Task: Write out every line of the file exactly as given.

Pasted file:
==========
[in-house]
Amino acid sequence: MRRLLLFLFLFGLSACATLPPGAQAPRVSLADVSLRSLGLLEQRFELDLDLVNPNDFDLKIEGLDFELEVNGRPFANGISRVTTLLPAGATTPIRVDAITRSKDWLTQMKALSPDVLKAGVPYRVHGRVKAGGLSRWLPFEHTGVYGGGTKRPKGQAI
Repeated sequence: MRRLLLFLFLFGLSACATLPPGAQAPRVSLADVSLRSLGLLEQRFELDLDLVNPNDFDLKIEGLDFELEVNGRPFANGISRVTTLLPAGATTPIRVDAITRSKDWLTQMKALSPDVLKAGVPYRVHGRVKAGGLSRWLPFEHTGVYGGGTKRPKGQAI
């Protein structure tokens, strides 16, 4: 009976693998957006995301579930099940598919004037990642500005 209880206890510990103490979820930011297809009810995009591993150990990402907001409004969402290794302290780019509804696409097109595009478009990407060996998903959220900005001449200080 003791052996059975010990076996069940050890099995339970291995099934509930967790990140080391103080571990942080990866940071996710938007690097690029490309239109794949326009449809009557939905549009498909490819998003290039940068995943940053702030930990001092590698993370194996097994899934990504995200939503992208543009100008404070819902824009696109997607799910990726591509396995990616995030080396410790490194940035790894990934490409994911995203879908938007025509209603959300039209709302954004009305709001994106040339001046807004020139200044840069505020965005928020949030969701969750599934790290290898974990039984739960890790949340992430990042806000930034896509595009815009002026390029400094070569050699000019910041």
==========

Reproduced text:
[in-house]
Amino acid sequence: MRRLLLFLFLFGLSACATLPPGAQAPRVSLADVSLRSLGLLEQRFELDLDLVNPNDFDLKIEGLDFELEVNGRPFANGISRVTTLLPAGATTPIRVDAITRSKDWLTQMKALSPDVLKAGVPYRVHGRVKAGGLSRWLPFEHTGVYGGGTKRPKGQAI
Repeated sequence: MRRLLLFLFLFGLSACATLPPGAQAPRVSLADVSLRSLGLLEQRFELDLDLVNPNDFDLKIEGLDFELEVNGRPFANGISRVTTLLPAGATTPIRVDAITRSKDWLTQMKALSPDVLKAGVPYRVHGRVKAGGLSRWLPFEHTGVYGGGTKRPKGQAI
């Protein structure tokens, strides 16, 4: 009976693998957006995301579930099940598919004037990642500005 209880206890510990103490979820930011297809009810995009591993150990990402907001409004969402290794302290780019509804696409097109595009478009990407060996998903959220900005001449200080 003791052996059975010990076996069940050890099995339970291995099934509930967790990140080391103080571990942080990866940071996710938007690097690029490309239109794949326009449809009557939905549009498909490819998003290039940068995943940053702030930990001092590698993370194996097994899934990504995200939503992208543009100008404070819902824009696109997607799910990726591509396995990616995030080396410790490194940035790894990934490409994911995203879908938007025509209603959300039209709302954004009305709001994106040339001046807004020139200044840069505020965005928020949030969701969750599934790290290898974990039984739960890790949340992430990042806000930034896509595009815009002026390029400094070569050699000019910041």